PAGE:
Monday, March 09, 2020

Secrecy and the police

Yesterday we learned that NZ nazis had obtained a copy of a confidential document from the police's Financial Intelligence Unit, which warned banks on how to recognise their transactions. Today a woman appeared in court charged with "unlawful possession of Police property" over this. Meanwhile, I'm wondering "how is this even a crime"? And the answer is an old, Official Secrets Act-era law which has weirdly been re-enacted, even in the supposedly much more open, post-OIA era.

Section 50 of the Policing Act 2008 criminalises unlawful possession of Police property. In case there were any Dixon v. R doubts about whether information can be property, police property "includes a confidential Police document or copy of that document". Which seems pretty open and shut. But while its being applied to a nazi, it also criminalises leaks of such documents to the media, or to NGOs or defence lawyers in order to expose police malfeasance. Which is obviously pretty useful for them in preventing oversight.

So why do we have this law? The explanatory note to the Policing Bill says that the clause "carries forward section 52 of the Police Act 1958 and aspects of section 61A of that Act". Section 52 is aimed at physical property, and criminalises possessing "anything whatsoever supplied or to be supplied to a member of the Police" without reasonable excuse. Section 61A is a more explicit secrecy clause, declaring the Police Gazette, Police Notices, Police Circulars, and "other document of a like nature" intended for internal police circulation to be "confidential Police documents" which can not be published and whose possession is a criminal offence. While it was amended to include explicit reference to the OIA in 1989, it was passed in 1978, an era when attitudes to secrecy were rather different. And that clause is itself an expansion of earlier laws (which applied only to the Police Gazette) passed at least as far back as 1947.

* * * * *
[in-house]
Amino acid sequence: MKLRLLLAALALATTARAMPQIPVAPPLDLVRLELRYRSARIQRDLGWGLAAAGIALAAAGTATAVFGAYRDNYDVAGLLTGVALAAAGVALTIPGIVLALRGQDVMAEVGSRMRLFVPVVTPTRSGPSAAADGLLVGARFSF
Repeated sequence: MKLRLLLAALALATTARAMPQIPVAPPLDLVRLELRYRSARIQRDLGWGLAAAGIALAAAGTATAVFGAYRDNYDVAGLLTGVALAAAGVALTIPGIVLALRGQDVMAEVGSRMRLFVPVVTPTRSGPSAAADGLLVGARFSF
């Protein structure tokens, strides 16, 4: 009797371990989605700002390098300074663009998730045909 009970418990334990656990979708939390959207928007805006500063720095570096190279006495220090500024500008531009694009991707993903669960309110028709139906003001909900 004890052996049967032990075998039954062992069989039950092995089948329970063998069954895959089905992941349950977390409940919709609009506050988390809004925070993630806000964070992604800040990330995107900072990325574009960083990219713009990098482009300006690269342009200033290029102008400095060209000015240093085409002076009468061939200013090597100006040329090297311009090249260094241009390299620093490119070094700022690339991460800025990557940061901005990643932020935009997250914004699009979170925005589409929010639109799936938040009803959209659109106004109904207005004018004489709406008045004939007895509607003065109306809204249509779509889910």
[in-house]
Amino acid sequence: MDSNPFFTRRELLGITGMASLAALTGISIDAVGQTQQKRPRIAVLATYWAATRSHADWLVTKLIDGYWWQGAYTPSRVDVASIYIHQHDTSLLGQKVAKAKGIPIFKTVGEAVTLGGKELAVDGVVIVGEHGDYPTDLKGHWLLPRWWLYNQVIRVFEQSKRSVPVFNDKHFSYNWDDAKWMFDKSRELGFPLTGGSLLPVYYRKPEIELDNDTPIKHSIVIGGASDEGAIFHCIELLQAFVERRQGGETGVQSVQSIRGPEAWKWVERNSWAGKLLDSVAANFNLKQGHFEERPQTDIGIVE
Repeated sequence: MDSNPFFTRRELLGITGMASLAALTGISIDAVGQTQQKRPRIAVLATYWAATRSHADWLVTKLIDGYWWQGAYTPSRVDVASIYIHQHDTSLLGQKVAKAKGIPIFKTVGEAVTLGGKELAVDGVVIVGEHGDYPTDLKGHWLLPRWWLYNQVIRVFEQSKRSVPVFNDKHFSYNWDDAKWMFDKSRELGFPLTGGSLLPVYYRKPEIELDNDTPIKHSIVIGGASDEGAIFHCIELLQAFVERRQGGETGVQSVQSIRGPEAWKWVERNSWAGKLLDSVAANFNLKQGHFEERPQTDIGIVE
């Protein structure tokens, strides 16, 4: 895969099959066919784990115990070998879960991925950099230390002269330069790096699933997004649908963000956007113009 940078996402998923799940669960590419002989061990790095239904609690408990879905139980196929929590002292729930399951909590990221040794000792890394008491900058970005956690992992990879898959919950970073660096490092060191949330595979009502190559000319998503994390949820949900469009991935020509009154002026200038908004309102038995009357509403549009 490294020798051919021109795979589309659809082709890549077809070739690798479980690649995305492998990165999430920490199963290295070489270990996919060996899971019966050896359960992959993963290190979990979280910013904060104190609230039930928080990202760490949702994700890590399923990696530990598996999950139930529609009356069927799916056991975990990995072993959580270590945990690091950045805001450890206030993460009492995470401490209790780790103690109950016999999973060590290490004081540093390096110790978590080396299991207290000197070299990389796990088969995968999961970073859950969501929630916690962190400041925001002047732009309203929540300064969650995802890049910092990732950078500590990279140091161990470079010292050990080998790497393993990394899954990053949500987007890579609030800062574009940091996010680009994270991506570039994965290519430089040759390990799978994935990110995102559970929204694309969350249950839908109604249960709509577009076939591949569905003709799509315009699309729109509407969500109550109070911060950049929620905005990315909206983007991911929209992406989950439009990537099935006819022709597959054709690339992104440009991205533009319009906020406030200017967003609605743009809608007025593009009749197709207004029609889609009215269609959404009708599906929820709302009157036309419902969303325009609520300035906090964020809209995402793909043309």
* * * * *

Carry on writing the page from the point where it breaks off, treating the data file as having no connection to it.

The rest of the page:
Back then, all government information was considered secret-by-default under the Official Secrets Act. That era was supposed to end with the passage of the Official Information Act, but at least in respect of the police, it didn't. And at this stage its worth pointing out that this protection is exceptional: there is no similar clause protecting information intended for internal use by spy agencies such as the SIS, for example, no law which allows people to be prosecuted simply for possessing a classified document regardless of its content or what you do with it (espionage requires intent to prejudice the security and defence of New Zealand, as does wrongful retention or copying of official information. Only John Key's recent anti-whistleblower law comes close - and even that only applies to people who have or have held a government security clearance, not to journalists or random members of the public). And that's because the new presumption in our secrecy laws - such as they are - is that its the government's job to keep its secrets, not ours, and that any criminal penalty for dealing with government documents requires exceptional harm, which significantly outweighs the harm done to freedom of the press and democratic values by statutory secrecy.

In short, the inclusion of documents in this clause is an archaic relic of an authoritarian era. It has no place in our modern democracy. It needs to be repealed.

(And for the avoidance of doubt, because someone will be a dick: I hate nazis, but this issue is bigger than them).